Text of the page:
On the basis of sequence similarity, the G-Alpha subunits have been divided into four families: G-AlphaI/O, G-AlphaS, G-AlphaQ/11, and G-Alpha12/13. These four broad G-Protein families transduce signals from a very large number of extracellular agents. Each family consists of various members that often show very specific expression patterns. Members of one family are structurally similar and often share some of their functional properties. G-AlphaQ/11 family of G proteins consists of 4 members: GNAQ, GNA11, GNA14 and GNA15/16 (GNA15 being the murine, GNA16 the human ortholog). The Alpha-subunits of GQ and G11 are almost ubiquitously expressed while the other members of this family like G-Alpha14 and G-Alpha15/16 show a rather restricted expression pattern. Receptors that are able to couple to the GQ/G11 family do not appear to discriminate between GQ and G11. While the importance of GQ and G11 in various biological processes has been well established, the roles of G-Alpha14 and G-Alpha15/16, which show very specific expression patterns, are not clear. The G-AlphaQ pathway is a classical pathway in which G-AlphaQ protein transduces signals from cell surface receptors that are activated by hormones such as Angiotensin-II, Endothelin-1, Catecholamines, and Prostaglandi F2-Alpha to regulate diverse physiological functions. The most well characterized effector of G-AlphaQ is PLC-Beta(Phospholipase-C-Beta), the activation of which leads to increased hydrolysis of PIP2 (Phosphatidylinositol 4,5-bisphosphate) to produce the intracellular messengers IP3 (Inositol trisphosphate) and DAG (Diacylglycerol). IP3, which accumulates rapidly and transiently, binds to intracellular receptors, IP3R (IP3 Receptor) in the intracellular stores like ER (Endoplasmic Reticulum) and activates Ca2+ release from the ER lumen to the cytoplasm, generating complex cytoplasmic Ca2+ concentration signals including temporal oscillations and propagating waves. Ca2+ release activates Calm (Calmodulin) which further activates Caln (Calcineurin), CamKKs (Calcium/Calmodulin-Dependent Protein Kinase Kinases)  and CamKs (Calcium/Calmodulin-Dependent Protein Kinases) (CamK4 and CamK2). Caln facilitates NFAT (Nuclear Factor of Activated T-Cells) translocation to the nucleus, a process that is quite essential for axonal growth. Ca2+ release may also activate PKC (Protein Kinase-C). In many cell types, the release of intracellular Calcium activates the store-operated Calcium channels at the cell surface to allow the inflow of extracellular calcium. PIP2 also forms DAG, which recruits PKC to the membrane and activates it. PKC, once activated activates Raf, which in turn activates ERKs (Extracellular Signal-Regulated Kinases) via MEKs (MAPK/ERK Kinases). Activated ERK then enter the nucleus and activates transcription factor Elk1,which stimulates transcription. It binds to purine-rich DNA sequences and can form a ternary complex with the SRF (Serum Response Factor) and the Ets and SRF motifs of the Fos serum response element. G-AlphaQ, working through PKC and possibly directly, also appears to regulate various isoforms of PLD (Phospholipase-D). PLD catalyze the hydrolysis of PC (Phosphatidylcholine) to produce PA (Phosphatidic Acid) and Choline, which take part in cell activation. Activation of this canonical PLC-Beta pathway by G-AlphaQ accounts for most of the pleiotropic effects of G-AlphaQ-coupled receptors. Direct binding of G-AlphaQ to BTK (Bruton Agammaglobulinemia Tyrosine Kinase) has been shown to increase BTK kinase activity. Activated BTK phosphorylates PLC-Gamma2, which further take part in IP3 and DAG production (Ref.3, 4 & 5).

G-AlphaQ also activates the transcription factor NF-KappaB (Nuclear Factor-KappaB) through PYK2 (Proline-Rich Tyrosine Kinase-2). PYK2 activated by G-AlphaQ, leads to the stimulation of PI3KBeta (Phosphoinositide 3-Kinase-Beta). PI3K phosphorylate membrane bound PIP2 to generate PIP3 (Phosphatidylinositol-3,4,5-Triphosphate).The binding of PIP3  to the PH domain anchors Akt to the plasma membrane and allows its phosphorylation and activation by PDK-1 (Phosphoinositide-Dependent Kinase-1). Activated Akt then leads to the activation of IKKs (I-KappaB-Kinases), and finally nuclear factor NF-KappaB-dependent transcription. The protein tyrosine kinase PYK2 also acts as an upstream regulator of MAPK (Mitogen-Activated Protein Kinase) cascades in response to numerous extracellular signals. PYK2 activates SHC through tyrosine phosphorylation. The resultant SHC-GRB2 (Growth Factor Receptor-Bound Protein-2)-SOS (Son of Sevenless) Complex stimulates Ras, which leads to the sequential activation of Raf, MEKs and ERKs. PYK2-induced activation of Src is necessary for phosphorylation of SHC and p130CAS (Crk-Associated Substrate-P130) and their association with GRB2 and Crk (v-Crk Avian Sarcoma Virus Ct10 Oncogene Homolog), respectively, and for the activation of ERKs and JNK cascades. TRPC6 (Transient Receptor Potential Canonical-6), voltage-gated cation channel that play critical roles in regulating intracellular calcium levels, is also potently activated by G-AlphaQ-coupled GPCR (Ref.6 & 7). Recent evidence suggests that cell surface receptors linked to the GN-AlphaQ family of heterotrimeric G-proteins can also activate signaling routes that are dependent on the functional activity of Rho. Receptors transmitting signals through G-AlphaQ can promote Rho activation, thereby initiating the activity of intracellular pathways controlled by Rho. G-AlphaQ and G-AlphaQ-coupled receptors can potently stimulate the Rho-related GTPase Rac1. The molecular mechanism by which G-AlphaQ stimulates these RhoGTPases, however, is yet to be fully defined. RhoGEFs containing an RGS domain are found to be good candidates to mediate G-AlphaQ function. G-AlphaQ may interact with RhoGEFs and activate Rho, which may further activate Rho Kinase and take part in Actin reorganization. G-AlphaQ also activates GSK3Beta (Glycogen synthase kinase-3-Beta) via Csk (C-terminal Src kinase). GSK3, a serine/threonine protein kinase, further phosphorylates and inactivates Glycogen Synthase and affects Glycogen metabolism (Ref.8 & 9).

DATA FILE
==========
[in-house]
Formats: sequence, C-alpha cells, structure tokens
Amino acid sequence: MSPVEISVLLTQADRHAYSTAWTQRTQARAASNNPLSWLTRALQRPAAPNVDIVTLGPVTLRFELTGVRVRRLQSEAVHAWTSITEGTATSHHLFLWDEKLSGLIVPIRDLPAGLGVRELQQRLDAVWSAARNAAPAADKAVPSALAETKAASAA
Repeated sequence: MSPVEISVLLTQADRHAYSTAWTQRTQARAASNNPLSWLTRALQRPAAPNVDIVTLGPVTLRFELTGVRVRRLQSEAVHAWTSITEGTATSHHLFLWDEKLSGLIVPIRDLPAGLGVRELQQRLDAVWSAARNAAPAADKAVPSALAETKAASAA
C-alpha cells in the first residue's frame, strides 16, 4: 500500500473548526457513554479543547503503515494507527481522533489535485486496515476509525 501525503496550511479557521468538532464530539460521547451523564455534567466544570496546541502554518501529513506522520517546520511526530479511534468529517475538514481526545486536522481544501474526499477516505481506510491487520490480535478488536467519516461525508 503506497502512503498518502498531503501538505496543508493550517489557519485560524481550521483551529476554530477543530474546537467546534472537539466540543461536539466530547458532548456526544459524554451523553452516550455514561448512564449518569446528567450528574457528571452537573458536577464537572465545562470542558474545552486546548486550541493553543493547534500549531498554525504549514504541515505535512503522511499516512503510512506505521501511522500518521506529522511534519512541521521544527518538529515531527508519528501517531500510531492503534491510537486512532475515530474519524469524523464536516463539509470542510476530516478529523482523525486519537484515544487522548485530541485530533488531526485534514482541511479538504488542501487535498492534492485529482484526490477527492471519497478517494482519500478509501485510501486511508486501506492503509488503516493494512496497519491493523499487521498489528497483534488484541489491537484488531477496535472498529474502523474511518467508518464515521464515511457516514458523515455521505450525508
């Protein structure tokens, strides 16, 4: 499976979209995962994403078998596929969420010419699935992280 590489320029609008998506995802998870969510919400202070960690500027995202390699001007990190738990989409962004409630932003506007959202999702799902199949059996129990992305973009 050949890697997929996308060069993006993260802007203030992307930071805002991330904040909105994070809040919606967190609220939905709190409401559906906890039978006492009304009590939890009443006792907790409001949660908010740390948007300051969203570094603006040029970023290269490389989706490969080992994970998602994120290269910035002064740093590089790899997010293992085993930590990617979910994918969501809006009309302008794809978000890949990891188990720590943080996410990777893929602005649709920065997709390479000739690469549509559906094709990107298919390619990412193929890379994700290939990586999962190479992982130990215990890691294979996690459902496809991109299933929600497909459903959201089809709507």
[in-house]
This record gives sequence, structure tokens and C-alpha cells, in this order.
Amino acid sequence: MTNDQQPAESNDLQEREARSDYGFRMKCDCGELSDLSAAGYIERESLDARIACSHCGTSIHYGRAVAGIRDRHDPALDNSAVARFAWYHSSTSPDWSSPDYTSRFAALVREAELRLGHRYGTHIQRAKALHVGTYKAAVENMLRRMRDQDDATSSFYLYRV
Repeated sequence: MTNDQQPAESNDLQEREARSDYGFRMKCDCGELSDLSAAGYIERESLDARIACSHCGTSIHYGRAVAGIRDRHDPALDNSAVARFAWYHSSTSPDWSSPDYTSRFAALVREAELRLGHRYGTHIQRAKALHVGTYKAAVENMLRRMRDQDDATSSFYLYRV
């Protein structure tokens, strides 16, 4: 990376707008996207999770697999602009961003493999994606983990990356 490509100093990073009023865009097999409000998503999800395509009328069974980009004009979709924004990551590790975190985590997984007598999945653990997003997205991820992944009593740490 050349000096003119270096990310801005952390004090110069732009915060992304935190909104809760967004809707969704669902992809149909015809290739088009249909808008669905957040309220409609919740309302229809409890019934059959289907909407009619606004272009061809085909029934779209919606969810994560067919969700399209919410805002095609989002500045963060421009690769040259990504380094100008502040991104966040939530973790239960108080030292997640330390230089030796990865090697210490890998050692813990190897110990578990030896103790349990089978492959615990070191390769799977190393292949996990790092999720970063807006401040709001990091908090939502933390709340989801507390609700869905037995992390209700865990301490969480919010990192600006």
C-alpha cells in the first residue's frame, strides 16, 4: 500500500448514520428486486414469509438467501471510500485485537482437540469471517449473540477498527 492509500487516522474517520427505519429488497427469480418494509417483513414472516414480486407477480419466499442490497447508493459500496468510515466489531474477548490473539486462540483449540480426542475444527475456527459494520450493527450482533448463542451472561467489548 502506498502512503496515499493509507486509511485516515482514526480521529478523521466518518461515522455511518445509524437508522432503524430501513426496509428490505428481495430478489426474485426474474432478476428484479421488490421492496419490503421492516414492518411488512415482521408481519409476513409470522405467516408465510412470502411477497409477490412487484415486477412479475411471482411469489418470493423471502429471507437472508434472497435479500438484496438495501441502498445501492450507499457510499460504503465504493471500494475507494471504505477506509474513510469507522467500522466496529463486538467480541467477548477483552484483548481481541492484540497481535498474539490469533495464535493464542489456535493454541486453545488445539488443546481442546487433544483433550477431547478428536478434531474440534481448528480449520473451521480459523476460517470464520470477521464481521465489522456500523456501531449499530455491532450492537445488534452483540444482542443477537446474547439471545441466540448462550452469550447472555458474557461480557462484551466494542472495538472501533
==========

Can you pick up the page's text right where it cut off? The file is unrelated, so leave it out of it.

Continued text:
Recently, the intracellular RGS (Regulator of G-protein Signalling) proteins have been discovered to serve additional, mostly negative, modulatory roles in G-AlphaQ-mediated signal transduction. RGS proteins directly inhibit the interaction between G-AlphaQ and PLC-Beta by competitively binding to G-AlphaQ. By virtue of their GAP effects on G-AlphaQ, many RGS proteins can inhibit PLC-Beta activity. In addition, a number of RGS proteins, including RGS2, RGS3, RGS4 and RGS10, can block PLC-Beta activation by GTP GammaS-activated G-AlphaQ, indicating that they have the capacity to inhibit signaling through this effector without deactivating the G-Protein. RGS4 can directly interact with both PLC-Beta and G-AlphaQ, and PLC-Beta can bind to a complex of RGS4 and G-AlphaQ, suggesting that RGS4 may remain anchored to the G-AlphaQ, G-Beta-Gamma, PLC-Beta signaling complex in order to rapidly shut down the activated G-AlphaQ signal. GRKs (G-protein-coupled Receptor Kinases) also inhibit G-AlphaQ signaling. GRKs contain a regulator of RGS-like domain located at the N terminus (GRK-Nter) of their sequence. This domain is present in all the GRK subtypes, but the RGS-like domain of GRK2 was found to be functionally active, as it is able to interact selectively with G-AlphaQ and to inhibit G-AlphaQ -dependent signaling. G-AlphaQ and its coupled receptors play an important role in regulating gene expression, hypertrophy, and normal and cancerous growth. G-AlphaQ-coupled signaling cascades may also be important effector pathways mediating Podocyte injury and that modulating the activity of these pathways might be a useful strategy for treating glomerular disease processes (Ref.1, 10 & 11).